Kampala, Uganda—Building the skills of health care providers through an innovative low-dose, high-frequency training approach led to significant reductions in birth complications and newborn deaths, an assessment of the Saving Lives on the Day of Birth project shows.
The results of the Saving Lives on the Day of Birth: Building and Sustaining Capacity of Frontline Health Workers in Uganda assessment were unveiled at an April 19 meeting of representatives of Uganda’s Ministry of Health (MOH), partner organizations, researchers and donors.
With support from the Saving Lives at Birth consortium, Jhpiego, in conjunction with PREFA, the American Academy of Pediatrics, and the MOH, trained health workers in 12 districts at their hospitals and health centers to reduce maternal and newborn deaths using the Helping Mothers Survive Bleeding after Birth and Helping Babies Breathe training programs, which feature humanistic models. Jhpiego assessed provider performance and health outcomes after these trainings and shared results with district-level stakeholders, including district health teams, facility in-charges, health workers and senior district leaders.
While the project had many achievements, some of the most notable are that 602 health care providers were trained, and that not only did they reduce postpartum hemorrhage by 17% and retained placenta by 47%, but, as a result of their improved skills, there was also a 34% reduction in fresh stillbirths and 62% reduction in newborn mortality within 24 hours.
In one of the many heartwarming stories from this project, study staff were present at a health center when a woman delivered triplets, each of whom required help to breathe. Because of the equipment and training, two midwives successfully used resuscitators to assist all three newborns.
By directly observing care provided to women at birth, the assessment compared the performance of skills before and after the training and related practice. After an additional nine-month period with no training or practice, more births were observed to see if skills were retained. The assessment found that many skills, such as preparing essential items before birth and providing an essential drug within one minute of birth to prevent hemorrhage, were retained and that many providers actively continued to improve.
In addition, providers who were not present on the training day also showed improved skills, suggesting a culture change had occurred within the facilities.
Jhpiego and partners achieved these results by building frontline health worker capacity using a low-dose, high-frequency training model. Traditional training approaches that focus on extended, off-site, group-based workshops have shown limited effectiveness in improving and maintaining provider performance after training. New evidence identifies better ways to optimize sustained improvements in service delivery. These include using interactive techniques that engage the learner, providing opportunities for simulated practice, offering constructive feedback and planning and delivering learning opportunities at an appropriate dose and frequency at the health facility. Brief practice sessions for several weeks after training further helped health workers retain their new skills.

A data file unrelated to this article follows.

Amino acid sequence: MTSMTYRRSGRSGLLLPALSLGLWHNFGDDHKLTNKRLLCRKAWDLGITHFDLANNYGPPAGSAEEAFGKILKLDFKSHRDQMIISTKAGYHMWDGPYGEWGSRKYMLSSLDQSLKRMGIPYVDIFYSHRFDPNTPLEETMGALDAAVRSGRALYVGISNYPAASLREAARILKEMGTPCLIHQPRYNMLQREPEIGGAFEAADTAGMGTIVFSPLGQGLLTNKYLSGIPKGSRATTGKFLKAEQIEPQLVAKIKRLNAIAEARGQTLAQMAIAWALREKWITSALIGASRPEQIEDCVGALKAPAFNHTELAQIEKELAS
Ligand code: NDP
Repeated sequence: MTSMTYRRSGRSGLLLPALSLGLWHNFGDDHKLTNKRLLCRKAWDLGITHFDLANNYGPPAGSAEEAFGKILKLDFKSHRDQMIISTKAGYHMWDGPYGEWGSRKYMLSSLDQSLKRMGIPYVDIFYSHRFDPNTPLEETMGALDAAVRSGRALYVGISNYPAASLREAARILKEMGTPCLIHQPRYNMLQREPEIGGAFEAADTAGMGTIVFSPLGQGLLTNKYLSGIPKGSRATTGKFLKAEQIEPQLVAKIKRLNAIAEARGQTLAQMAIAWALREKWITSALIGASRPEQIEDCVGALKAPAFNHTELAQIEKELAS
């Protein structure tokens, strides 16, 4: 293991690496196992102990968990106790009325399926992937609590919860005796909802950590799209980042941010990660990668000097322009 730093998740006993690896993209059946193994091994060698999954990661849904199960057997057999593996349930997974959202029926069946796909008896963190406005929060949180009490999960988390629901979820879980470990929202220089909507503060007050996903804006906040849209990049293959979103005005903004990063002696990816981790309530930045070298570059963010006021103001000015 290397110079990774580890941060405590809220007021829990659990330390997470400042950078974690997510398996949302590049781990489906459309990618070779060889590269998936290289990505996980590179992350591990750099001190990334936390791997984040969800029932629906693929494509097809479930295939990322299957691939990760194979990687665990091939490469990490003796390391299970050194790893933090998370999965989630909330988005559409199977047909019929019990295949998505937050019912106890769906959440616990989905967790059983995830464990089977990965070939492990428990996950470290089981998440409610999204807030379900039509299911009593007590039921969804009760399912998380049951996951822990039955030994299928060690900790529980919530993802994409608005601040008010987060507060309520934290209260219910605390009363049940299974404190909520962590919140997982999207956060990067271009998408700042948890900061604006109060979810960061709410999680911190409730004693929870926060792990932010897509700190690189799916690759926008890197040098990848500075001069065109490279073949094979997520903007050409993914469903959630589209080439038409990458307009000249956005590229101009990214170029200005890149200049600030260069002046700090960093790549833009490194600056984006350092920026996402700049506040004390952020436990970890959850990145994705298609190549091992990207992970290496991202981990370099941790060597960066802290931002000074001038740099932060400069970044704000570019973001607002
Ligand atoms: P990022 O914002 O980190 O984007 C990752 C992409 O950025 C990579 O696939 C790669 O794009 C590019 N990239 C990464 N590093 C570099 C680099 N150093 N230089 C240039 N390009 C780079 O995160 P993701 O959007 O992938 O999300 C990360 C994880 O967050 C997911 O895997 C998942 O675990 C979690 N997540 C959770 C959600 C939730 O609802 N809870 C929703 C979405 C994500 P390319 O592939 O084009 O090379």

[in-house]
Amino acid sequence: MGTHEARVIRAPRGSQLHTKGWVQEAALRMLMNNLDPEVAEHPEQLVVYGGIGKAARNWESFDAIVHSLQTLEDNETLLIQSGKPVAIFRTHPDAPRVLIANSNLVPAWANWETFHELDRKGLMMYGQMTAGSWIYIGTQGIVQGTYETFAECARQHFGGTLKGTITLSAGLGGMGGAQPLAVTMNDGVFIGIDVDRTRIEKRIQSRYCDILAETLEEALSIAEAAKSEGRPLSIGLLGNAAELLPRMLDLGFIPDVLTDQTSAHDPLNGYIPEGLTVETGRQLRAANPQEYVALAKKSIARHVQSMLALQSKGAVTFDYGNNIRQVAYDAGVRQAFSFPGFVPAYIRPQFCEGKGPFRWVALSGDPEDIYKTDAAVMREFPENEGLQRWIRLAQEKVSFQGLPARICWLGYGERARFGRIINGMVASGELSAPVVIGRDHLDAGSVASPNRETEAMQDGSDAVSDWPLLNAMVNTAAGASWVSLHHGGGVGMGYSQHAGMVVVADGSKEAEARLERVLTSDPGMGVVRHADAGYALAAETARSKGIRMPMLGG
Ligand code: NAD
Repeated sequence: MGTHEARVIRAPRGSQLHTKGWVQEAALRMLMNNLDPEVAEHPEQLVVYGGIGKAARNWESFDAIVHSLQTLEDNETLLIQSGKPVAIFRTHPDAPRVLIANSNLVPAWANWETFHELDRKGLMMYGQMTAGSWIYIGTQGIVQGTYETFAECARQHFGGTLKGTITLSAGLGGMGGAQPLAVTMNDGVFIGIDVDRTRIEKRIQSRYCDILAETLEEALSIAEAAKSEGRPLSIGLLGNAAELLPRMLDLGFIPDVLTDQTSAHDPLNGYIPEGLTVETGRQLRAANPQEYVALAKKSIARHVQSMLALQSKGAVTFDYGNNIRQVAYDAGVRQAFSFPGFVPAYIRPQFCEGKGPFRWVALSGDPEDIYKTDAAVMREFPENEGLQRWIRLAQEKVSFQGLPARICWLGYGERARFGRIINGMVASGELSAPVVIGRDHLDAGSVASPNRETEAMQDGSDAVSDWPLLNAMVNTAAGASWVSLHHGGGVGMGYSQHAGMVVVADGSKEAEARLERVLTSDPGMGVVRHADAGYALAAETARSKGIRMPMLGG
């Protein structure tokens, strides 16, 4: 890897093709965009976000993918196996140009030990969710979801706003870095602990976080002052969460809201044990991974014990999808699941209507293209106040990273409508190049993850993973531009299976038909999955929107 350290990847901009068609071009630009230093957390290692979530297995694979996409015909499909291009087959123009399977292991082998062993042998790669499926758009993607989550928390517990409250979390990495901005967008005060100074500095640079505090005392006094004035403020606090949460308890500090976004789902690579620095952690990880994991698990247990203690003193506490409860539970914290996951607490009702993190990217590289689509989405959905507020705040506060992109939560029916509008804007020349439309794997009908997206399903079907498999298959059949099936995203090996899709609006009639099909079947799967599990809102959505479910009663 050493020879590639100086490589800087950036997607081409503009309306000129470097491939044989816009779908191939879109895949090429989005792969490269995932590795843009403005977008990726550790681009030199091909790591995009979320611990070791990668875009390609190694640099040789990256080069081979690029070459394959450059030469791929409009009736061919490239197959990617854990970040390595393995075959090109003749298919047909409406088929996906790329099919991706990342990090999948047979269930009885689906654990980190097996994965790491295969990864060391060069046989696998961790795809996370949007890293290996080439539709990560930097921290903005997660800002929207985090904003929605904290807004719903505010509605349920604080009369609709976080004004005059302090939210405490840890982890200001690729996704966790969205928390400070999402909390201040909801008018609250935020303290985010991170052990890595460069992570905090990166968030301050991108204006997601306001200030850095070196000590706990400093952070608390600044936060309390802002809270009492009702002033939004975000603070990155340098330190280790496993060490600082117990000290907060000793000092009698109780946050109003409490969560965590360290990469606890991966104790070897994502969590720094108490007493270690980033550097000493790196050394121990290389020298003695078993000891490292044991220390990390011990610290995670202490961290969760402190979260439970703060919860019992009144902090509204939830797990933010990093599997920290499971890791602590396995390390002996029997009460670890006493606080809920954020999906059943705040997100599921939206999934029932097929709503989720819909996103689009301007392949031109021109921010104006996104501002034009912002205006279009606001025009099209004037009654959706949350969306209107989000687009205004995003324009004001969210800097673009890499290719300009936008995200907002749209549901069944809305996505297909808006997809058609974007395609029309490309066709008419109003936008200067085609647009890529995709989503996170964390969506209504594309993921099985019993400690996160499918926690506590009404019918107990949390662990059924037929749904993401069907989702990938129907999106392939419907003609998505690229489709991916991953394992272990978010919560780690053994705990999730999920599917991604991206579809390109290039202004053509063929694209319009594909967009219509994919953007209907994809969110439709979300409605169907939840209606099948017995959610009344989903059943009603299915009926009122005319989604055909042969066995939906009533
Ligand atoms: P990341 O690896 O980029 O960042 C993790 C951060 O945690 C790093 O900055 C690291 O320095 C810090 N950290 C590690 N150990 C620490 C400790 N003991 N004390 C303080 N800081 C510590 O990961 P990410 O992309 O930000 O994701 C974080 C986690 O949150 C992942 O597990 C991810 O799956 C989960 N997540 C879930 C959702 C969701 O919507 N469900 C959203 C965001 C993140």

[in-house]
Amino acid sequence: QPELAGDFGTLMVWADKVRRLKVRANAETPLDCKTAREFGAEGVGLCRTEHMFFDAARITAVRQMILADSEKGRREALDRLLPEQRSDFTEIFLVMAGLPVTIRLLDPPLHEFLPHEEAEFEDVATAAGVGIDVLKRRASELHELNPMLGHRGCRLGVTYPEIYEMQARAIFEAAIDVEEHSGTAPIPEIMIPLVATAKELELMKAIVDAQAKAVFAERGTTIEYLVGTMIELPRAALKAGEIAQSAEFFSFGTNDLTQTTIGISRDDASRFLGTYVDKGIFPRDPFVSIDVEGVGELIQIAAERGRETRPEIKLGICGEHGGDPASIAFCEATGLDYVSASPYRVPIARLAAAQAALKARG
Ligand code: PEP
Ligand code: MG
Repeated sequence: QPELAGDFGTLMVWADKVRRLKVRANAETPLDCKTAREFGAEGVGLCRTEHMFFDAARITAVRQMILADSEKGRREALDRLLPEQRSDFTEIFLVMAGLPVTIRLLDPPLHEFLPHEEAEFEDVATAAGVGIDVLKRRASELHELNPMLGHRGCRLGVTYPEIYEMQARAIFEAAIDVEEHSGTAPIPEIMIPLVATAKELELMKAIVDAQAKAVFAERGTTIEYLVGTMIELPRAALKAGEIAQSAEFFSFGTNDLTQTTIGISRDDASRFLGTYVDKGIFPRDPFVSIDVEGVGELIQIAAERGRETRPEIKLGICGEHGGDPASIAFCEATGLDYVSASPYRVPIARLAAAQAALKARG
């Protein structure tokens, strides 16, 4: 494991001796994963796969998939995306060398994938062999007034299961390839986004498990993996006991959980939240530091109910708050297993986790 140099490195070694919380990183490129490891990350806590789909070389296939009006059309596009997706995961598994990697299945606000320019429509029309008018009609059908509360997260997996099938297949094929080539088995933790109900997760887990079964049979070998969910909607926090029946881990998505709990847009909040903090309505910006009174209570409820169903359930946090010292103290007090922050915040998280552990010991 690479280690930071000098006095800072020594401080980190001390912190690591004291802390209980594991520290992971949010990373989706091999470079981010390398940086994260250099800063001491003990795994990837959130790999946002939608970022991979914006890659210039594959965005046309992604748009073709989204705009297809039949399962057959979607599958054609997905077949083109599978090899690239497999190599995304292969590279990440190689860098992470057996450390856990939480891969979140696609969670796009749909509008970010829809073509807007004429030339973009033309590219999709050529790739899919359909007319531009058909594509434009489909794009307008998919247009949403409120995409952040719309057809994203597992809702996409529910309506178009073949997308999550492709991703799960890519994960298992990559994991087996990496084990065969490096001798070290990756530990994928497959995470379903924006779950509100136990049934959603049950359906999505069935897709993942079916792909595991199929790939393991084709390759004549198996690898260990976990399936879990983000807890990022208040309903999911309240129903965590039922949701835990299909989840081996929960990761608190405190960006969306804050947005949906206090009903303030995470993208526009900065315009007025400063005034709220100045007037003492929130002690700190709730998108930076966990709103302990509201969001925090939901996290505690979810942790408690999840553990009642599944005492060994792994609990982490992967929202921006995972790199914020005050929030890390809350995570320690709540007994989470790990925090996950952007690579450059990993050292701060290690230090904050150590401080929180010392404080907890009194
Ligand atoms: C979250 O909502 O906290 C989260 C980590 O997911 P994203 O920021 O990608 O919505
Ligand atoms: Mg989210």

Jhpiego is already building upon its success in Uganda by testing the next Helping Mothers Survive package in Kampala and Mbale. The new module addresses pre-eclampsia and eclampsia—a pregnancy-related hypertensive disorder that can prove fatal to both women and their unborn children. The goal of this low-dose, high-frequency module is to further enhance the skills and abilities of frontline health workers to provide quality care to Ugandan women to decrease related mortality among mothers and babies.
“In working with global partners such as the International Federation of Gynecologist and Obstetricians, the International Confederation of Midwives, and the United Nations Population Fund, Jhpiego continues to create globally-endorsed approaches to build capacity of the health workforce,” said Dr. Cherrie Evans, Senior Maternal and Newborn Health Technical Advisor at Jhpiego. “With the support of the Ministry of Health, the exceptional Ugandan midwives and doctors who have become Helping Mothers Survive master trainers will help us spread this new approach to those who care for women during pregnancy, labor, birth and beyond. We can help save even more lives of women and their babies not yet born.”